(X-man nods and takes a puff of his cigar)

Oh, by the way, I bought myself a gift this year.

[Jake]  Oh? Pray tell.

(Jordan rolls up the sleeve of his t-shirt, revealing his left deltoid and a tattoo of an intricate and tasteful cross with the words, “Solus Christus” underneath)

[Jake] Dude!  That’s awesome. 

Yeah, in time I plan to add the other solas.  But this seemed to be the perfect one to start with.

[X-man] I really like it.  Not too big.  Not too small.  Perfect. 

It’s great for the workplace: no visible ink.  Kind of like a concealed carry permit.  You know it’s there, but nobody else does.

[X-man] Yeah – tell me about it.  I have to wear long sleeves when customers visit our graphics agency.   I’m not too proud of what appealed to me BC.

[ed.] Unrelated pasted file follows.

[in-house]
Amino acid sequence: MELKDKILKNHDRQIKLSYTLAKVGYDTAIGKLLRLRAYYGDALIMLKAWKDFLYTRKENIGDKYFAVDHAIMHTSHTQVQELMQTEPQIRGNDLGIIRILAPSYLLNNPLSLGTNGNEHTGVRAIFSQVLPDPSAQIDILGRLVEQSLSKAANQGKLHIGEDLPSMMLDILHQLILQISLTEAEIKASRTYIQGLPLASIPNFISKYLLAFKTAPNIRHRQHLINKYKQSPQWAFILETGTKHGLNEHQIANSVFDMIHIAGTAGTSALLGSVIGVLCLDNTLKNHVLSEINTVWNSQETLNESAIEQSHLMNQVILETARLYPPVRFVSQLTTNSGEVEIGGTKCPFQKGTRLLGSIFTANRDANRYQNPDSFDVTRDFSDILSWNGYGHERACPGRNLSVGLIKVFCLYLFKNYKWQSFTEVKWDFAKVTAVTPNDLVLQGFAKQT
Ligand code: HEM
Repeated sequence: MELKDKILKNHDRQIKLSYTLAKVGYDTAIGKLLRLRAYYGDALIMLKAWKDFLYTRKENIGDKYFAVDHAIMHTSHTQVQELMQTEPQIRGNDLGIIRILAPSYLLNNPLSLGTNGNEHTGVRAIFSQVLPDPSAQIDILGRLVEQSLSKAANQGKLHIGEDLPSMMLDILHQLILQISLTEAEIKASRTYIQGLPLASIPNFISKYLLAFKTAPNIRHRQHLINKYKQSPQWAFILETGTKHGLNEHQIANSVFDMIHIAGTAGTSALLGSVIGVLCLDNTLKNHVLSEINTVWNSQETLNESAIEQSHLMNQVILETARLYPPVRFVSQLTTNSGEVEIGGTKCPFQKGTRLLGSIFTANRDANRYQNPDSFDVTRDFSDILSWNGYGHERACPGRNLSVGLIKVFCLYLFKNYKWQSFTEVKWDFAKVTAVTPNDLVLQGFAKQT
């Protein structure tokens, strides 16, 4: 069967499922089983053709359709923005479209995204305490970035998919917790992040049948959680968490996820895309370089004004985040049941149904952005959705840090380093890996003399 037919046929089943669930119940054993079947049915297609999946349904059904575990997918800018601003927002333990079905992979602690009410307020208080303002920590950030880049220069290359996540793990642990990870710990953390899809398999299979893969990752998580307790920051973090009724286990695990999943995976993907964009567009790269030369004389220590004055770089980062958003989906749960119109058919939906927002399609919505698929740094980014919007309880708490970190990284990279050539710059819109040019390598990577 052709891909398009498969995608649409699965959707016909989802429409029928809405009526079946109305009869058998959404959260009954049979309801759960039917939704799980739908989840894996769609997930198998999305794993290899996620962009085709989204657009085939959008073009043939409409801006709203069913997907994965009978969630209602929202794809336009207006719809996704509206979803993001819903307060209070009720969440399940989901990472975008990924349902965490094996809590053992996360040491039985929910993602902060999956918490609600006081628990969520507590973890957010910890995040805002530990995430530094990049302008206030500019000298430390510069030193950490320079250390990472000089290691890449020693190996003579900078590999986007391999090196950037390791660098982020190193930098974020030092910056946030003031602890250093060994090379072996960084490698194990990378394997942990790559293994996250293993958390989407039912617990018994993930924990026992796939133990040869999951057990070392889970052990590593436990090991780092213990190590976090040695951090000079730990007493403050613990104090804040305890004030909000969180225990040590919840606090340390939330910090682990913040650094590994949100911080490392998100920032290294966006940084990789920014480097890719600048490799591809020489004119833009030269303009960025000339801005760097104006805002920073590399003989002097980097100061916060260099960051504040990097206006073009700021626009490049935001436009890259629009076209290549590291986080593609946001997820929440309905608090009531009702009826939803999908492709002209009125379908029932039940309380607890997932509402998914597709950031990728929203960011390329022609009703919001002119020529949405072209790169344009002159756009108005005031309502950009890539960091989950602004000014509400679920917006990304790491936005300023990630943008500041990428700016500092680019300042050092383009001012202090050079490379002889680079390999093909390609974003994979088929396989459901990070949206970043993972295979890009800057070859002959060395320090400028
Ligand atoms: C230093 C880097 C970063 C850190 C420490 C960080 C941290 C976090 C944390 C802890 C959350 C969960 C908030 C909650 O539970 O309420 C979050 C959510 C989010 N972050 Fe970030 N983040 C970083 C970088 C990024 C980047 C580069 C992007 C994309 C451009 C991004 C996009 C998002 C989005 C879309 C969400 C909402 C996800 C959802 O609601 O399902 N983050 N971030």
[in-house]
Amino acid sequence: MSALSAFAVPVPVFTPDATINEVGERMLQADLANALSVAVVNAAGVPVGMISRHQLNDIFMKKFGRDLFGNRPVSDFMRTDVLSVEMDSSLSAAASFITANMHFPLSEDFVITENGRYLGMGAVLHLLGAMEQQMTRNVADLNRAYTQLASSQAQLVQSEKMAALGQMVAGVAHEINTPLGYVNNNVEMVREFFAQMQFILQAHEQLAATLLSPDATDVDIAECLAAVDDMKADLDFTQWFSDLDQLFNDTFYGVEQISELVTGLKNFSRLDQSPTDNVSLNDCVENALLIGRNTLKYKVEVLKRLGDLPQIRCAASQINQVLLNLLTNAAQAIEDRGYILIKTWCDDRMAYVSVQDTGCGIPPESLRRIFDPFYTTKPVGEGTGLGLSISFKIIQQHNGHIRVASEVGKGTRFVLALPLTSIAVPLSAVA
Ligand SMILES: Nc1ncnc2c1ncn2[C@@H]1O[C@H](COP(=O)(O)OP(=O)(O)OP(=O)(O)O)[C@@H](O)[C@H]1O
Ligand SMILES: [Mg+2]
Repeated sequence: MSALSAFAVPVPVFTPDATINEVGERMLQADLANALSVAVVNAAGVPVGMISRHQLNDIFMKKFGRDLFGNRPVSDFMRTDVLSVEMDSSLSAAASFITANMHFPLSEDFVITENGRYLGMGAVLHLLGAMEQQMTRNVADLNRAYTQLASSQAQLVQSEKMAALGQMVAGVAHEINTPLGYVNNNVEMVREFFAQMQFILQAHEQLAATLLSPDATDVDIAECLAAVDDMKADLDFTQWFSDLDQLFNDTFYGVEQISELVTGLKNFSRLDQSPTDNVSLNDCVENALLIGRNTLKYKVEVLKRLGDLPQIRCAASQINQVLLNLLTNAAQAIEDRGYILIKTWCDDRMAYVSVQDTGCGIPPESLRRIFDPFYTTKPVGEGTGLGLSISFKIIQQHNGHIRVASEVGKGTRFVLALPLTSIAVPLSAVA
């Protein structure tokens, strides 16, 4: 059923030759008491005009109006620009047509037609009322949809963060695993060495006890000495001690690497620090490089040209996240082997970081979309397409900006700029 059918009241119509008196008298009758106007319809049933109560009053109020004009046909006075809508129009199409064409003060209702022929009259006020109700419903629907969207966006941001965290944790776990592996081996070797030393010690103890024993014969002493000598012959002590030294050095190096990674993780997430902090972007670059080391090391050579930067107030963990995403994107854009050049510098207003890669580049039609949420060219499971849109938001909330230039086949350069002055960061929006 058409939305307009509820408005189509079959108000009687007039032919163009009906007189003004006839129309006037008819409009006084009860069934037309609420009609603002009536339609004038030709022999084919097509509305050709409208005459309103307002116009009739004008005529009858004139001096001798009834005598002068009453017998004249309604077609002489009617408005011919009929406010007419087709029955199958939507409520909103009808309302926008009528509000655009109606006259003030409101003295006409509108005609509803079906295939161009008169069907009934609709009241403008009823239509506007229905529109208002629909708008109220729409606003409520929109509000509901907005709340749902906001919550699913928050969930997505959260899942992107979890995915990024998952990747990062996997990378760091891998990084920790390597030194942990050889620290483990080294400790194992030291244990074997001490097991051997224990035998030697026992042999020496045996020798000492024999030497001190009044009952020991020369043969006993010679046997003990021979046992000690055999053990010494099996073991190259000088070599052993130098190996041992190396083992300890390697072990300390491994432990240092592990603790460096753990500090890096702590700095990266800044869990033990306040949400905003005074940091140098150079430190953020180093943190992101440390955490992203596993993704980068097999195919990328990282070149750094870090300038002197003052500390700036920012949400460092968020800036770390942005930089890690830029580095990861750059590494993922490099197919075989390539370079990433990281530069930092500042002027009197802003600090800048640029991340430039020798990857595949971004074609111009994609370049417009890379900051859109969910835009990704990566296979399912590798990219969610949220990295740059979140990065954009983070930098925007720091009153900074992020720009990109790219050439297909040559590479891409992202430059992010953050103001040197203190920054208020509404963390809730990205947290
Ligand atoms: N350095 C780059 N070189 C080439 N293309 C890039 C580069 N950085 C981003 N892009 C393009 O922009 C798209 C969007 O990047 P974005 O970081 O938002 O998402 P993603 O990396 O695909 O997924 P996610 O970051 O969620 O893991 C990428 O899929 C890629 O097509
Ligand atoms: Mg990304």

BC? 

[X-man] Before Christ.

Ah. 

[X-man] I’ve been slowly getting the really vulgar stuff on this arm removed using laser.  It does a good job, but it’s still faintly visible, so I’ve been putting Christ-honoring stuff in its place.  Right here, for example, used to be totally x-rated.

(he points to a spot on his arm where there is now a tattoo of Christ praying in the garden of Gethsemane.)  

Whoa.  Your ink guy does really good work.  If you hadn’t told me, I never would have known there used to be something else there.  

[X-man] It’s an ink lady, actually.  Anyway, it reminds me of what Christ did for me.  Covered my sin completely, forever. 

[Jake] Amen Bro.  Amen.

[X-man] Eventually, my arm won’t be the same.  But it’s expensive.  Like $75 per square inch just to remove them, and then there’s the money on top of that for the new tattoo.  So, it’s going to take me a few years to do my whole arm.  Sin leaves scars and has a cost attached – know what I mean?  My arm is like a self-contained sermon on the wages of sin – it takes not gives – and the power of the cross to cover my sin.